Relocate species endangered by climate change, urge scientistsJuly 18th, 2008 - 1:09 pm ICT by IANS
Washington, July 18 (IANS) In a pointer to the gravity of the situation, scientists have called for a last-resort conservation measure like the relocation to safer habitats of species endangered by climate change. Many species are today endangered because of climate change, but they are unable to respond as they would historically by moving to safer habitats because they are hemmed in by human settlements.
Hence relocation, or translocation, of species may be necessary to ensure colonisation of new geographic regions.
“When I first brought up this idea some 10 years ago in conservation meetings, most people were horrified,” said Camille Parmesan of the University of Texas, an advocate of translocation.
“But now, as the reality of global warming sinks in, and species are becoming endangered, I’m seeing a new willingness in the conservation community to at least talk about the possibility of helping out species by moving them around.”
Parmesan and her colleagues point out that assisted migration can never be a major solution for wildlife, but could be used to help a few species that biologists and the public deem to be important enough for the effort and could otherwise go extinct.
The species would need to be easy to collect, raise or move. Its habitat requirements would need to be well understood, and there would need to be viable habitat options outside the species’ current range.
In a paper published in the latest edition of the journal Science, she and her colleagues present a conceptual framework that includes fundamental questions that must be addressed before translocation - such as risk of extinction if nothing is done, versus risk of harm to the new community if the species is moved there.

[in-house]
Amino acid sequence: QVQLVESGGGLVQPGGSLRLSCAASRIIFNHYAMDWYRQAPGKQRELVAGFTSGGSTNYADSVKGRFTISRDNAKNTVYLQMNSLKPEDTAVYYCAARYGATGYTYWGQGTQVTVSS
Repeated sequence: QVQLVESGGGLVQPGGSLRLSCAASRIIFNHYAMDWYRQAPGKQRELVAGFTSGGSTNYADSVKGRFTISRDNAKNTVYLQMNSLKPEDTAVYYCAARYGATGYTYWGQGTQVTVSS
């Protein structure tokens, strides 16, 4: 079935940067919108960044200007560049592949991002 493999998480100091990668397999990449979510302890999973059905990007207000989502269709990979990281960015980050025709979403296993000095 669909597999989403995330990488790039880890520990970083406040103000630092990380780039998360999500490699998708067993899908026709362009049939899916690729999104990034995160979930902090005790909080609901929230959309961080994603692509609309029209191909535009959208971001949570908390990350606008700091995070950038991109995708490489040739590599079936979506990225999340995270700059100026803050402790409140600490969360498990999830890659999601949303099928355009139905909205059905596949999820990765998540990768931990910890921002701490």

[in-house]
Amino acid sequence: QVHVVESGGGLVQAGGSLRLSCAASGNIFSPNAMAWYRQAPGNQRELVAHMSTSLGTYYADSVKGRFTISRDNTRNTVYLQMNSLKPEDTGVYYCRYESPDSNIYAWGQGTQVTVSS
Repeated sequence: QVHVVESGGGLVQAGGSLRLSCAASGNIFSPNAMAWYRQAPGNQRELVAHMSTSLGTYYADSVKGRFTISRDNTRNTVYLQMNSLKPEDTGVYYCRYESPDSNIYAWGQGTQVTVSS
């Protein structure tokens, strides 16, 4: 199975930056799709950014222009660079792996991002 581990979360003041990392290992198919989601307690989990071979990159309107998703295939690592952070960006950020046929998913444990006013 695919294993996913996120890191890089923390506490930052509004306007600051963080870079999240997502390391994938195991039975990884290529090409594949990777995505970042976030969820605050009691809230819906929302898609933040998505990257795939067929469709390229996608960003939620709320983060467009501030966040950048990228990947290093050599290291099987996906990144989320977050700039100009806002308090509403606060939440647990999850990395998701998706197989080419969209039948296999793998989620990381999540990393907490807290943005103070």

In addition to biological considerations, their framework includes social dimensions of the issue, such as cost and inherent value people place on the target species.
The authors argue that the most suitable scenario is when the risk of extinction of the target species is high in its historic range, but the risk to the community into which the species will be imported is low.
“Passively assisting coral reef migration may be acceptable, but transplanting polar bears to Antarctica, where they would likely drive native penguins to extinction, would not be acceptable,” Parmesan said.
It might also be appropriate when the likelihood of successful colonisation is high, but the time and cost to perform transplantation is low.
“Conservation has never been an exact science, but preserving biodiversity in the face of climate change is likely to require a fundamental rethinking of what it means to ‘preserve biodiversity’.”
Tags: biological considerations, biologists, camille parmesan, climate change, colonisation, conceptual framework, conservation community, conservation measure, extinction, fundamental questions, geographic regions, gravity of the situation, habitat requirements, habitats, human settlements, journal science, last resort, social dimensions, target species, translocation